Big_Lebowski_Torino_Crash-550pxBefore the Clint Eastwood film (but after the cheezoid TV show), the most well-known Ford Gran Torino in cinema history was the beater ’73 sedan driven by Jeff Bridges’ character in The Big Lebowski. This film, which took quite a while to go from box-office dud to sacred document of the Lebowski Jihad, was released in 1998 and was set in late 1990 or early 1991 (a period during which I was also in Southern California and living a fairly Dude-ish lifestyle myself). The choice of a ’73 Gran Torino by the Coen Brothers makes some interesting statements for those who obsess about movie cars, and Monday is always the best day to discuss such things. (Read More…)

By on March 6, 2014

11 - 1974 BMW 2002 Down On the Junkyard - Picture courtesy of Murilee MartinI see a fair number of BMW 2002s during my trips to wrecking yards, but for some reason I’ve been hoarding the photos of the few that I photograph. We’ve seen this ’73, this ’73, and today’s ’74. I found this car in a Denver self-serve yard about four months back, which means it has been fed to The Crusher by now. Just as well— this car had some scary, Minnesota-grade rust. (Read More…)

By on February 25, 2014

06 -1975 Fiat 124 Spider Down On the Junkyard - Picture courtesy of Murilee MartinSo many Fiat 124 Sport Spiders get junked, and the process has been going on for my entire junkyard-prowling career. In the three years of this series, we’ve seen this ’71, this ’73, this ’75, this ’78, and this ’80, and we might as well add the 124′s little brother, this ’71 850 Sport Spider. I don’t even photograph every 124 Sport Spider I see, because they’re almost as common in wrecking yards as ’85 Camrys. Today’s ’76, however, holds the Junkyard Find record for Scariest California Beach Neighborhood Rust. (Read More…)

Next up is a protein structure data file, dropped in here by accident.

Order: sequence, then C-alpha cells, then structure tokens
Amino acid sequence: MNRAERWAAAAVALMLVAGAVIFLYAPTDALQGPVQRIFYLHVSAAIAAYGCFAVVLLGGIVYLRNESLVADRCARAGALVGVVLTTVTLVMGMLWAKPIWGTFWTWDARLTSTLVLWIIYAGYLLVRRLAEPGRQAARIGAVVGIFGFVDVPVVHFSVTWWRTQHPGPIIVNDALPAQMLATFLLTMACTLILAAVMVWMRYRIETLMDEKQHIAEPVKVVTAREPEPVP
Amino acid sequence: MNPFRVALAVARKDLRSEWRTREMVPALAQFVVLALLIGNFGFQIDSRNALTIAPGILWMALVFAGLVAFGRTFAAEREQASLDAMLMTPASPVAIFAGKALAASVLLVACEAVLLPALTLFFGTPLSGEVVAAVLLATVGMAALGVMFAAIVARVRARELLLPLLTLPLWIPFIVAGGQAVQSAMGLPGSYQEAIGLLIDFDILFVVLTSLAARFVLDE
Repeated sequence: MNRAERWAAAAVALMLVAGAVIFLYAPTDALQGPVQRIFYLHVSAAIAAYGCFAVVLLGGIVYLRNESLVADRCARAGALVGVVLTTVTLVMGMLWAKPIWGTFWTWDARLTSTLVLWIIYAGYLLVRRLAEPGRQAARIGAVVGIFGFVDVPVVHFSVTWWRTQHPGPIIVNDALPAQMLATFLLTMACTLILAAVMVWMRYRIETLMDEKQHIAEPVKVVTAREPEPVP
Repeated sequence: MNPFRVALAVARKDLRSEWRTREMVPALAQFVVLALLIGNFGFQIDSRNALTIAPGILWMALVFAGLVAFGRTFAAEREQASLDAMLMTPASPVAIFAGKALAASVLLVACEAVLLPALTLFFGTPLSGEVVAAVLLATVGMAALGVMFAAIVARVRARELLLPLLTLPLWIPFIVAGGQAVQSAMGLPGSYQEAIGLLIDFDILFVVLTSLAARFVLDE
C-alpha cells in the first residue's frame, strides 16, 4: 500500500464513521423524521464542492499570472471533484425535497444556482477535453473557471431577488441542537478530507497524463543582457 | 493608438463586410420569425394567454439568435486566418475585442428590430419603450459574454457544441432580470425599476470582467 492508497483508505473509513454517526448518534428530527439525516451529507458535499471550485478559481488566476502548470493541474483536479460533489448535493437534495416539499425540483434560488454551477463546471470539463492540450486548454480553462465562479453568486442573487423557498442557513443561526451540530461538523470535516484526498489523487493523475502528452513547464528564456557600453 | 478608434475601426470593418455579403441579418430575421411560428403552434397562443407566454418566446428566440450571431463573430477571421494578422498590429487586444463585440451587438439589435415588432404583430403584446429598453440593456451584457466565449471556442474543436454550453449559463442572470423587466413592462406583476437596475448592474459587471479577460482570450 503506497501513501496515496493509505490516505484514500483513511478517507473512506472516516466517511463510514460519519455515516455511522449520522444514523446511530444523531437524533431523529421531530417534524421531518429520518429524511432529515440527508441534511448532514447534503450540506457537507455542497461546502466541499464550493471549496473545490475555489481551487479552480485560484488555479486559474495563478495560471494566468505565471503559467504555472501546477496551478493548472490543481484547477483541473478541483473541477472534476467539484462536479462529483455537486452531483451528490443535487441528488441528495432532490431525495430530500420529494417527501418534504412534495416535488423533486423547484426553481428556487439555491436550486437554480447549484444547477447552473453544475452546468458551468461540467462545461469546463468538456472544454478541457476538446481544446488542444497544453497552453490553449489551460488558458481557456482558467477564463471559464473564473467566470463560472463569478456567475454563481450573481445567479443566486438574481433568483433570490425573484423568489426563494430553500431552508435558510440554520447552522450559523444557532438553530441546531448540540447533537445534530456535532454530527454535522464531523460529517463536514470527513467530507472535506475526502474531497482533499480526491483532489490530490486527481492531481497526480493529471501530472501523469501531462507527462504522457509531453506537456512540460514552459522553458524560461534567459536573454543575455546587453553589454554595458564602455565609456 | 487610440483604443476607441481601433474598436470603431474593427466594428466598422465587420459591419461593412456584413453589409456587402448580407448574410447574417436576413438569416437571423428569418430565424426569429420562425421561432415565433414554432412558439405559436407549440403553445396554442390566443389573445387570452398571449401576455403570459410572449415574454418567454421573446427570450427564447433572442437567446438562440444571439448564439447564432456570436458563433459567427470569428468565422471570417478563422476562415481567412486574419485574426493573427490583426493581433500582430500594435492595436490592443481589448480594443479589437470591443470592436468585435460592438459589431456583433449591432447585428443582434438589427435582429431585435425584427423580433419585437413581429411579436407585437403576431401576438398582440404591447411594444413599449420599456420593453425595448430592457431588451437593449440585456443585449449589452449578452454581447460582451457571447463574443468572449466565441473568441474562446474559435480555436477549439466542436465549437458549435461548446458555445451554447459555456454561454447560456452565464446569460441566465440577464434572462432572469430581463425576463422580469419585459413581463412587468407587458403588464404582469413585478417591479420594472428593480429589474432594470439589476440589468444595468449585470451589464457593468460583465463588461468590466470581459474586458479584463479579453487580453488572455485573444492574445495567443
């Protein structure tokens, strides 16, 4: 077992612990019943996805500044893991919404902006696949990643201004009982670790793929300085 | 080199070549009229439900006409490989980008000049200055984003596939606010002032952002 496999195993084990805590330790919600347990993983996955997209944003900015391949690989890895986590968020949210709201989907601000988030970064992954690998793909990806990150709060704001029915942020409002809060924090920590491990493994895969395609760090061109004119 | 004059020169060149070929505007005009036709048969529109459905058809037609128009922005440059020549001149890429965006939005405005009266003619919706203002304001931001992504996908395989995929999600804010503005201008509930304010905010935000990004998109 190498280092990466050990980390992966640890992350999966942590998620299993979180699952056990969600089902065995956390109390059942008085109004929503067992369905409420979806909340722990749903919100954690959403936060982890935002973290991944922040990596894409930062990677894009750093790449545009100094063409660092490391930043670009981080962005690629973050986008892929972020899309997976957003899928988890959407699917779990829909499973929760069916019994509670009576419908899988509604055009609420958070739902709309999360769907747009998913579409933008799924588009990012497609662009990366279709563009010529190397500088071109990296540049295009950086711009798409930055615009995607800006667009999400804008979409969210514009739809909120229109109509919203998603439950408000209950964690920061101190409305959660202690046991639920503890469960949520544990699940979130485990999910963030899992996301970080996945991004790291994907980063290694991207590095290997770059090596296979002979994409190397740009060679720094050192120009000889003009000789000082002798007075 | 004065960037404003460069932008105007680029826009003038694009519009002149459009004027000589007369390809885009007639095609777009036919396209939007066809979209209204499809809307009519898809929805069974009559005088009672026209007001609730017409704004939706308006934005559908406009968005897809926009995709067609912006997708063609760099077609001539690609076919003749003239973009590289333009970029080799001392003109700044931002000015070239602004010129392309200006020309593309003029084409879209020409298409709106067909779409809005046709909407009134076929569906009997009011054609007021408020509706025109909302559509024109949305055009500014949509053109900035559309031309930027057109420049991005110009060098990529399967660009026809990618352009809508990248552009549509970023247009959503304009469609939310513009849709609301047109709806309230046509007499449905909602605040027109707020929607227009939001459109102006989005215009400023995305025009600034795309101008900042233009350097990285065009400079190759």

By on February 19, 2014

03 - Taqueria Painting - Picture courtesy of Murilee MartinOne of the things I miss most about living in the San Francisco Bay Area— OK, maybe the thing I miss the most— is the proper Mission-style burrito. Here in Denver, the Midwestern-influenced salty/bland flavors, brown rice, and incorrect shape of the Chipotle-style burrito dominates, and so whenever I head back to Northern California to shoot some junkyard cars, I try to hit the taqueria that got me hooked on Mission-style Burritos in the first place: Ramiro & Sons Taqueria in my hometown of Alameda, California. Inside this place (whose burritos, good as they are, don’t quite measure up to what you’ll get in the actual Mission District about five miles due east and on the other side of the Bay; this place is my personal favorite), you’ll find a painting on the wall that’s been hanging there since 1984, and that painting depicts a yellow two-door hardtop of some sort parked in front. For 30 years now, I’ve puzzled over that painting, trying to figure out what kind of car I’m seeing. (Read More…)

By on February 17, 2014

05 - 1978 Toyota Celica Down on the Junkyard - Picture courtesy of Murilee MartinThe first- and second-generation Toyota Celica was to my generation of freshly-minted California drivers (I got my license in 1982) what the early Ford Mustang was to those born a decade earlier: fairly inexpensive and sensible, but still sporty enough to make you feel cool. I drove a ’69 Corona four-door, possibly the uncoolest car a teenager could own at the time, which was to the Celica in 1982 as the six-cylinder Fairlane sedan was to the Mustang in 1972. These days, of course, all the rear-wheel-drive Celicas are considered worth having… unless they’re in rough condition, in which case they are worth little more than scrap value. Here’s an unrusty-but-still-battered ’78, done up in painfully-late-70s Crisis of Confidence Mustard Yellow, sitting in a Denver self-serve yard. (Read More…)